For residential property owners, that could mean paying premiums of between 10 and 20 percent more each year — but only if legislators can come to an agreement before the session ends in May. A Senate proposal this week stalled in its first committee amid concerns about raising homeowners' insurance costs during economic hard times. "The last thing people can afford right now is increased premiums," said Sen. Mike Fasano, R-New Port Richey.
The problem facing the Sunshine State is this: Thanks in part to the global recession and tightening credit markets, Florida's Hurricane Catastrophe Fund is billions of dollars short of what it would need to cover massive property damage likely to come from "the big one."
Legislators' long-term solution, unveiled in recent days, is this: Let rates for state-run Citizens Insurance rise to more realistic market rates, but gradually, to boost cash assets and reduce the need for bonds. Encourage Citizens policyholders to strengthen their homes against storms, and slowly reduce the financial liability for Florida insurance customers should a major storm hit.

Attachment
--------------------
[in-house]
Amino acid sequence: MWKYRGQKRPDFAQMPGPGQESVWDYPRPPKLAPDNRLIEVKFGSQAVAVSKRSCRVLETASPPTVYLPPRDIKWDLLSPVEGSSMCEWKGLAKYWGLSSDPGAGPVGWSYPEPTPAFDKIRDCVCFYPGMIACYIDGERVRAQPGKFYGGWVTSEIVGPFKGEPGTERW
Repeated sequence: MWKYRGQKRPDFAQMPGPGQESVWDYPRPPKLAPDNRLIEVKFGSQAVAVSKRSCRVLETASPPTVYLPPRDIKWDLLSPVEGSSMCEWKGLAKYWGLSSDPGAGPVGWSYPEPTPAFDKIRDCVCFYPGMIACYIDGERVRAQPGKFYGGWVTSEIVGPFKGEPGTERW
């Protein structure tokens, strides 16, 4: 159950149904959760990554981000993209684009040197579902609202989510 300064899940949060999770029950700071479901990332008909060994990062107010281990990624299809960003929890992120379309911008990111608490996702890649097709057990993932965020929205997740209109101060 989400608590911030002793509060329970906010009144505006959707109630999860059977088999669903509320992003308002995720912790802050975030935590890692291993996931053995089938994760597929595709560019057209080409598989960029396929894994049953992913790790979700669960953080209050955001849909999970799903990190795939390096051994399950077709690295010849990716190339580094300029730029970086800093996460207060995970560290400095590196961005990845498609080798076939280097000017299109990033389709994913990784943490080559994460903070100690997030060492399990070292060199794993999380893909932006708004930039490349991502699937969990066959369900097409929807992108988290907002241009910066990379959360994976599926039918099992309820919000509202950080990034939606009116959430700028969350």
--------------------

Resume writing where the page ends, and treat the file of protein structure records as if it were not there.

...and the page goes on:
… Right now the Cat Fund has about $4 billion in cash on hand and the ability to raise a few billion more through bonds, leaving a more than $18 billion gap of losses that need to be covered in the event of a major storm, Nicholson said. That's a shortfall that could financially devastate the state, and would have to be made up in part through assessments on all Florida property owners in the event of a big storm.
Christine Turner, director of legislative and external affairs for Citizens, supports the "glide path" of gradually increasing rates. But she has concerns about a provision in the bills to send 10 percent of revenue from the increased Citizens rates into the My Safe Florida program, which is designed to help Floridians harden their homes against a storm. "If I am a Citizens holder, I want my money going to cover claims, not a home mitigation program," Turner said.